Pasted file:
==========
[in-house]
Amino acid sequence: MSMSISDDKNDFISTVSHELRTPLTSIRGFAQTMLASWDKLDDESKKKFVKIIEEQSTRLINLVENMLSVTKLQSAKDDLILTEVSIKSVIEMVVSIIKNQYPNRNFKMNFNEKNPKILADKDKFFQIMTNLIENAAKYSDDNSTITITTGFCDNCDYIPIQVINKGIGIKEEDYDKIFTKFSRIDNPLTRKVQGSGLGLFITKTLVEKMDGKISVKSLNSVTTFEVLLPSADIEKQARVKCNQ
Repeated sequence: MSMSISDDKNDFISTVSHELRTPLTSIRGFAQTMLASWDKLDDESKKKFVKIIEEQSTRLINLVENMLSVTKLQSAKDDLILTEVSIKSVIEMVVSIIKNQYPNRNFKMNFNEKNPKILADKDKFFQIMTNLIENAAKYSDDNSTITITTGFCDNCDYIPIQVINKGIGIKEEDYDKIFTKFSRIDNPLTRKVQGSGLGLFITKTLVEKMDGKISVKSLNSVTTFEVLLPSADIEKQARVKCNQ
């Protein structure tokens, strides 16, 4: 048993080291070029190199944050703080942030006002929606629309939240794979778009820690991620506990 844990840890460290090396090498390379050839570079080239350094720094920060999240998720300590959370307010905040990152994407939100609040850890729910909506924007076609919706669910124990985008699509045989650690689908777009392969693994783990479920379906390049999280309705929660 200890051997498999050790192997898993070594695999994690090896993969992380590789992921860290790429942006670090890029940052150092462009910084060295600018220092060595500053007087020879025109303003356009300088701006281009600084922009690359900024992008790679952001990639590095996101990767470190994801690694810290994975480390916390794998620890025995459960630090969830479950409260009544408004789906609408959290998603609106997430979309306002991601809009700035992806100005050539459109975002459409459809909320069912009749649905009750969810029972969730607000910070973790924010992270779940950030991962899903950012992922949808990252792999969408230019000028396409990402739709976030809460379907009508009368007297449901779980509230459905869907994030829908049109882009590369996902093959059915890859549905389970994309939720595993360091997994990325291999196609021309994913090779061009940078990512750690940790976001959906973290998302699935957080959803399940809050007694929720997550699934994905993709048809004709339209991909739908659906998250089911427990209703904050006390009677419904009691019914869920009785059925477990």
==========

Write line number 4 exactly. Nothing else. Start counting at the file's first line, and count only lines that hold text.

């Protein structure tokens, strides 16, 4: 048993080291070029190199944050703080942030006002929606629309939240794979778009820690991620506990 844990840890460290090396090498390379050839570079080239350094720094920060999240998720300590959370307010905040990152994407939100609040850890729910909506924007076609919706669910124990985008699509045989650690689908777009392969693994783990479920379906390049999280309705929660 200890051997498999050790192997898993070594695999994690090896993969992380590789992921860290790429942006670090890029940052150092462009910084060295600018220092060595500053007087020879025109303003356009300088701006281009600084922009690359900024992008790679952001990639590095996101990767470190994801690694810290994975480390916390794998620890025995459960630090969830479950409260009544408004789906609408959290998603609106997430979309306002991601809009700035992806100005050539459109975002459409459809909320069912009749649905009750969810029972969730607000910070973790924010992270779940950030991962899903950012992922949808990252792999969408230019000028396409990402739709976030809460379907009508009368007297449901779980509230459905869907994030829908049109882009590369996902093959059915890859549905389970994309939720595993360091997994990325291999196609021309994913090779061009940078990512750690940790976001959906973290998302699935957080959803399940809050007694929720997550699934994905993709048809004709339209991909739908659906998250089911427990209703904050006390009677419904009691019914869920009785059925477990």